No, the Bible is not anti-women or anti-children. Rather, it is anti-disorder and anti-unnatural. It is unnatural for a child to rule his home, much more to rule a nation. It is disordered for a woman to rule over her husband, much more to command soldiers in battle or enforce the execution of the law.
Aside from the judgement from Isaiah 2, the line of argument boils down to this: if it doesn’t make sense in the home or the church, then it won’t make sense in society—which is the product of the home and the church. If my earlier posts about covenant and patriarchy in the home and church are sound, then they extend into the larger sphere of society.
In other words, Isaiah 2 confirms what we would naturally conclude based on the Bible’s instructions regarding men and women in the home and the church.
What About Deborah?
Some may point to the period of Deborah’s rule as evidence that it is natural for women to rule in the civil order. In fact, the case of Deborah proves the opposite.
In Judges 4, Israel is in a state of apostasy, doing what is wicked in God’s sight. As is the case throughout the book, the nation is in a cycle of rebellion, judgement, despair, and deliverance. We find Deborah ruling over a portion of Israel in the midst of Israel’s apostasy, not when they were faithfully keeping covenant with the Lord. Furthermore, the narrative underscores the unnaturalness of the woman ruling in that, when she calls Barak to come and lead the people to victory in battle, which God has promised to give him, he acts like a complete pansy:
Barak said to her, “If you will go with me, I will go, but if you will not go with me, I will not go.”
To which Deborah replies:
“I will surely go with you. Nevertheless, the road on which you are going will not lead to your glory, for the Lord will sell Sisera into the hand of a woman.”
What this story teaches us is not that it is good for women to rule in the civil order, but that when the civil order is broken down women find themselves in positions of authority, which is a less-than-ideal dynamic. Now, as was the case with Deborah, some women will steward their charge faithfully and do an admirable job of it, given the circumstances. Others will not. In any case, the narrative does not present relational dynamics we should aspire to, but rather from which to learn.
Consider the Magistrate
In the civil order, the magistrate is ultimately responsible for one thing, namely, to execute justice by punishing wrongdoers and rewarding the righteous.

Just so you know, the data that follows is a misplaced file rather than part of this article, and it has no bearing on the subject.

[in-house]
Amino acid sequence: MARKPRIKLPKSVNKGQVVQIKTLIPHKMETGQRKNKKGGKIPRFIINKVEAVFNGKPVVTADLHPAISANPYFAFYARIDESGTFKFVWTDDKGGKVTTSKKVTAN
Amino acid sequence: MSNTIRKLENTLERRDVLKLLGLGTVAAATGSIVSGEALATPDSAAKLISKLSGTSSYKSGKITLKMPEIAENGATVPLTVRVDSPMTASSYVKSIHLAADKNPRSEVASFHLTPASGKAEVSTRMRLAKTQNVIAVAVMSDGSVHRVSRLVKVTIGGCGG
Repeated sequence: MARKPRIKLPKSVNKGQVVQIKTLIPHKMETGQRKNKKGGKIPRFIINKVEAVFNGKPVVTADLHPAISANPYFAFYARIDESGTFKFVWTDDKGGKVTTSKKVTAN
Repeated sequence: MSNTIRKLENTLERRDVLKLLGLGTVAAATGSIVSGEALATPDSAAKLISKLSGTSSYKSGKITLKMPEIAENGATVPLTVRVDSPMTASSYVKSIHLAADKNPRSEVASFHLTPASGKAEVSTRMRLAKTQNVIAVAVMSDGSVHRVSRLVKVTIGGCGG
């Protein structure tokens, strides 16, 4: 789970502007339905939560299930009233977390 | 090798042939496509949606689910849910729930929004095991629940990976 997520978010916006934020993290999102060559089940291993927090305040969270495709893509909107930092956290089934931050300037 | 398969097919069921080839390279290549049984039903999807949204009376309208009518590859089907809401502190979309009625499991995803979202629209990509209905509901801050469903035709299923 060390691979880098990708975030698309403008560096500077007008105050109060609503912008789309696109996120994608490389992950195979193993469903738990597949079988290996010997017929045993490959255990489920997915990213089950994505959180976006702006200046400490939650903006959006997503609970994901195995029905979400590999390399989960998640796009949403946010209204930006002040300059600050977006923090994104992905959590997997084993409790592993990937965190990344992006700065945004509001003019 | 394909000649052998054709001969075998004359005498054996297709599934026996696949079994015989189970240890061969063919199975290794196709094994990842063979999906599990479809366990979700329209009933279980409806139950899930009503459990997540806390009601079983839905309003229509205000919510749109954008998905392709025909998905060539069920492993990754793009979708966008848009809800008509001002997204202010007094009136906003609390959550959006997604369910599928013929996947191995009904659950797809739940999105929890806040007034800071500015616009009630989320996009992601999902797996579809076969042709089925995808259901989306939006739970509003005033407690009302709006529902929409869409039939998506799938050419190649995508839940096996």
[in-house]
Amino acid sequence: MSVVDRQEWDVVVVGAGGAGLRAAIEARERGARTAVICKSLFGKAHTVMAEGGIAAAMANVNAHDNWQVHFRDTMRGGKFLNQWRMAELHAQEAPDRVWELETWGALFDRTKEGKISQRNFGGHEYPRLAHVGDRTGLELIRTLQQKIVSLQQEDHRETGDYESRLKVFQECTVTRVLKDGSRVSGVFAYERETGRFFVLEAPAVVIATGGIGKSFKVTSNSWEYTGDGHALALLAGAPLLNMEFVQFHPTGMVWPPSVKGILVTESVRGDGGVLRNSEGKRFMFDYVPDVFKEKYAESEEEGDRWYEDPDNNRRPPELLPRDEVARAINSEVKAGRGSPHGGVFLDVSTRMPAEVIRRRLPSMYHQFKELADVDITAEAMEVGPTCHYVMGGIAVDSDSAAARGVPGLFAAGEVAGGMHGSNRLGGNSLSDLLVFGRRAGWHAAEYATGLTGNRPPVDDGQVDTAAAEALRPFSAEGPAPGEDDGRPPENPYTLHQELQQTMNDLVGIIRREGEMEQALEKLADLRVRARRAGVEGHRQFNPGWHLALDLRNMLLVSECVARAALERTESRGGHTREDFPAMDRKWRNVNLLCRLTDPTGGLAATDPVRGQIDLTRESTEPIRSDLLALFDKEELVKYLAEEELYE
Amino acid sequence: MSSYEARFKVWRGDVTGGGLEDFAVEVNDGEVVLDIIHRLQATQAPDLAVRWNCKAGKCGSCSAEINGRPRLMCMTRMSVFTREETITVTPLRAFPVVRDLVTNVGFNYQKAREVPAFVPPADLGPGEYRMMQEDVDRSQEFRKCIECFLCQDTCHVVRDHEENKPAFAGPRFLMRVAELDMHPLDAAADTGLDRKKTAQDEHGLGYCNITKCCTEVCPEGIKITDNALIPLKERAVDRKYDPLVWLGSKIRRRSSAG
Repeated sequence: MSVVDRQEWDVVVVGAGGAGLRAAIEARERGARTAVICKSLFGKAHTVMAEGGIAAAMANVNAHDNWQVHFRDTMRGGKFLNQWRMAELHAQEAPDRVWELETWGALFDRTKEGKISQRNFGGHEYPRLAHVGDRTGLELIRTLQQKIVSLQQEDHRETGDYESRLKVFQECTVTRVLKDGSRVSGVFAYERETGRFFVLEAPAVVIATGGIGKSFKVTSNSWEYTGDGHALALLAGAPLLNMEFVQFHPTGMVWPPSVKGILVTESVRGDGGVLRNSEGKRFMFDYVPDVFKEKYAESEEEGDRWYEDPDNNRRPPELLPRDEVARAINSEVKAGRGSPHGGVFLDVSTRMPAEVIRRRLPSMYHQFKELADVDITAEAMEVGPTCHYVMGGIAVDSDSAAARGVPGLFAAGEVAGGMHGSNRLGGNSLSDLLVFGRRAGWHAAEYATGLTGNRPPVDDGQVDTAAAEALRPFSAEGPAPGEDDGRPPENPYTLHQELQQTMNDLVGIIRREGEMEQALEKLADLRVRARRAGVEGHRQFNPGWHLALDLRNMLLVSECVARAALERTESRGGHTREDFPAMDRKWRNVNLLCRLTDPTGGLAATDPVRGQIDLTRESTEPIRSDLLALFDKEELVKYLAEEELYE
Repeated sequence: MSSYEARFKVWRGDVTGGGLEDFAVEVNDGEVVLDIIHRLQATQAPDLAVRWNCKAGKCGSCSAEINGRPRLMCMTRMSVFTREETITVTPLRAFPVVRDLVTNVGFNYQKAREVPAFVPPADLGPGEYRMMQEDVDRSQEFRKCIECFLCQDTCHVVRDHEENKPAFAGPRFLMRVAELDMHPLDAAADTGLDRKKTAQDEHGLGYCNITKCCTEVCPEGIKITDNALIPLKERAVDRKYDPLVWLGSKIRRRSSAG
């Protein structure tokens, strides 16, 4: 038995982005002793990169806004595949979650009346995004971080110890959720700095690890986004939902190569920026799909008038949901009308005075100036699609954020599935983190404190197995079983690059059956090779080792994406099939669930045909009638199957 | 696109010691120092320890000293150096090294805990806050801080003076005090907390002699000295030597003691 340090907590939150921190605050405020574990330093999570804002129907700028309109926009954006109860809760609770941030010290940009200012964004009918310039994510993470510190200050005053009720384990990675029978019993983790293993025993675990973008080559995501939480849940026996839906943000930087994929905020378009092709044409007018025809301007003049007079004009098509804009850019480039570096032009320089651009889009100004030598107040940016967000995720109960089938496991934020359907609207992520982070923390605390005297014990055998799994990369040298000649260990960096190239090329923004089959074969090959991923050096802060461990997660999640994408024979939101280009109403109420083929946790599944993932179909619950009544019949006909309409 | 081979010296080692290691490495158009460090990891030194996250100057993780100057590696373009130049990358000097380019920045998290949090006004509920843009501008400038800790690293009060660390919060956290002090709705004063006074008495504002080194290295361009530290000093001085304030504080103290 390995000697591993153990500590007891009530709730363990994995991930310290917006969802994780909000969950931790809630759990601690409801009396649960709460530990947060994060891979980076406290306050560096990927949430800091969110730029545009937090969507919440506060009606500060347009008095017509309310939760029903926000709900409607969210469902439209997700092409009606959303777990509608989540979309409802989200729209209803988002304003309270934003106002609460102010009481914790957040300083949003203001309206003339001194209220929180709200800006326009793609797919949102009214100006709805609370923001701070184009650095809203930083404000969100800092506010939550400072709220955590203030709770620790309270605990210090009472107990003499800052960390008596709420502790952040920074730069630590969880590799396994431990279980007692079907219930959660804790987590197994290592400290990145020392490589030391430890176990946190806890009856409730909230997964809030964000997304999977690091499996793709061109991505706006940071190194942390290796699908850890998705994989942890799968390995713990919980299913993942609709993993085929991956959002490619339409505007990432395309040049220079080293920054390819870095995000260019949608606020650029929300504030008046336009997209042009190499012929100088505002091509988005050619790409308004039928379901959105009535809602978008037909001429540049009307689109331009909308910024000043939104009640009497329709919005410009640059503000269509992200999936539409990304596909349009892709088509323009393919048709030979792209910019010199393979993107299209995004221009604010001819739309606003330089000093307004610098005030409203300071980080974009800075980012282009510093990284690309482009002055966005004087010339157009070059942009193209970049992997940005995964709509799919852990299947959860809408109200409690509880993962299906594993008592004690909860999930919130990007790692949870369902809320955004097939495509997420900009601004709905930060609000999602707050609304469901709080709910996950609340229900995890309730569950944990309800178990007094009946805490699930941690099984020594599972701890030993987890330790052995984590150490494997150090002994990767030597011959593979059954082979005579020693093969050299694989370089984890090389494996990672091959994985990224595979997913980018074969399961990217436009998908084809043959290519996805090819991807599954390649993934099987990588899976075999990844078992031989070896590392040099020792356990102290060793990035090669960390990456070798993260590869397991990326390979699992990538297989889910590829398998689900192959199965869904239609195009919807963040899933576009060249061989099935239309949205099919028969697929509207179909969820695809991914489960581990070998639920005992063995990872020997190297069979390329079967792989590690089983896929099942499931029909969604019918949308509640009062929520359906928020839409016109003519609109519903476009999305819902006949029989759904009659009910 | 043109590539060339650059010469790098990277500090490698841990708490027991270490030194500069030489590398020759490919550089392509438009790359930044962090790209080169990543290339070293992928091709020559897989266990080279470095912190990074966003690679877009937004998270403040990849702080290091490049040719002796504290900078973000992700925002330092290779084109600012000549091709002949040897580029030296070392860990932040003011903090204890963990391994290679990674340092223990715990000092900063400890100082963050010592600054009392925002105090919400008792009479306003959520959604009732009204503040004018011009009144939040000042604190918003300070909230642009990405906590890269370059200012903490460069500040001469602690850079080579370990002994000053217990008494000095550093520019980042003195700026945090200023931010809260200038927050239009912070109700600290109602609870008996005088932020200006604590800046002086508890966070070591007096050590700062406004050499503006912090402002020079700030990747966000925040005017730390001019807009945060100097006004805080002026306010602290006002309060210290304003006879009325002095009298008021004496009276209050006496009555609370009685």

For rulers are not a terror to good conduct, but to bad. Would you have no fear of the one who is in authority? Then do what is good, and you will receive his approval, for he is God's servant for your good. But if you do wrong, be afraid, for he does not bear the sword in vain. For he is the servant of God, an avenger who carries out God's wrath on the wrongdoer.
The civil magistrate—whether he is making a law, executing a law, or judging a lawbreaker—is to act as God’s servant. And what is the point of his service? To punish evil and reward good. How? Evil is punished when godly laws are instituted and enforced. Good is rewarded when godly laws are instituted and enforced.
The same mechanism applies to both evil and good? Yes. Let me explain.
Evil is restrained through the enforcement of godly laws—defined as those laws which accord with God’s word—because the magistrate bears the sword. Such sword-bearing not only brings punishment on the evildoer, but also acts to deter others from conducting wicked acts for fear of punishment.
In the same way, good is rewarded through the enforcement of godly laws, for the honest, upright, and just actions of the righteous are not diminished or destroyed by lawbreakers whose lawbreaking goes unchecked. Instead, the good can flourish because the evil does not. The magistrate doesn’t allow it.
A Rhetorical Question
Now I ask: when it comes to the home and church, who does God make responsible for discipline?
And if God so ordered the home and the church, then let us reason the same applies to society which is comprised of the home and the church.
Fathers. Priests. Magistrates.
Patriarchy is inevitable. Though we endure an age of evil patriarchy in its various forms, good patriarchy—righteous father-rule—will be recovered, and will be a pillar of the nest Christendom.
Until next time,